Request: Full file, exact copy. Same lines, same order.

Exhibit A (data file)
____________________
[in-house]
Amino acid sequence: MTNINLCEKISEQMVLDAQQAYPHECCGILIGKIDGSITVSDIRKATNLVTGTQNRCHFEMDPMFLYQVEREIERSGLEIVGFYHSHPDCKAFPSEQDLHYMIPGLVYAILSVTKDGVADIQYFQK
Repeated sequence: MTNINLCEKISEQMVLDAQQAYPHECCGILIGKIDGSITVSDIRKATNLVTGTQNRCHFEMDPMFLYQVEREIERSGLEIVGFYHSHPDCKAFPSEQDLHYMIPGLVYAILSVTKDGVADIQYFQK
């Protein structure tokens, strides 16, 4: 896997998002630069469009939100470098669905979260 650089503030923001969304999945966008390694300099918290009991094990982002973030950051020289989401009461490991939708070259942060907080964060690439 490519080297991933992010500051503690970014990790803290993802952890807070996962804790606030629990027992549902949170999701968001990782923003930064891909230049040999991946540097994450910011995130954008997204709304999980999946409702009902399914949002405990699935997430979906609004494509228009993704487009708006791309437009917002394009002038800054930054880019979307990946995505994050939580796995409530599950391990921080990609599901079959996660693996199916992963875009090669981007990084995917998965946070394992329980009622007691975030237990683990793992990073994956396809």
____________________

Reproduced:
[in-house]
Amino acid sequence: MTNINLCEKISEQMVLDAQQAYPHECCGILIGKIDGSITVSDIRKATNLVTGTQNRCHFEMDPMFLYQVEREIERSGLEIVGFYHSHPDCKAFPSEQDLHYMIPGLVYAILSVTKDGVADIQYFQK
Repeated sequence: MTNINLCEKISEQMVLDAQQAYPHECCGILIGKIDGSITVSDIRKATNLVTGTQNRCHFEMDPMFLYQVEREIERSGLEIVGFYHSHPDCKAFPSEQDLHYMIPGLVYAILSVTKDGVADIQYFQK
């Protein structure tokens, strides 16, 4: 896997998002630069469009939100470098669905979260 650089503030923001969304999945966008390694300099918290009991094990982002973030950051020289989401009461490991939708070259942060907080964060690439 490519080297991933992010500051503690970014990790803290993802952890807070996962804790606030629990027992549902949170999701968001990782923003930064891909230049040999991946540097994450910011995130954008997204709304999980999946409702009902399914949002405990699935997430979906609004494509228009993704487009708006791309437009917002394009002038800054930054880019979307990946995505994050939580796995409530599950391990921080990609599901079959996660693996199916992963875009090669981007990084995917998965946070394992329980009622007691975030237990683990793992990073994956396809």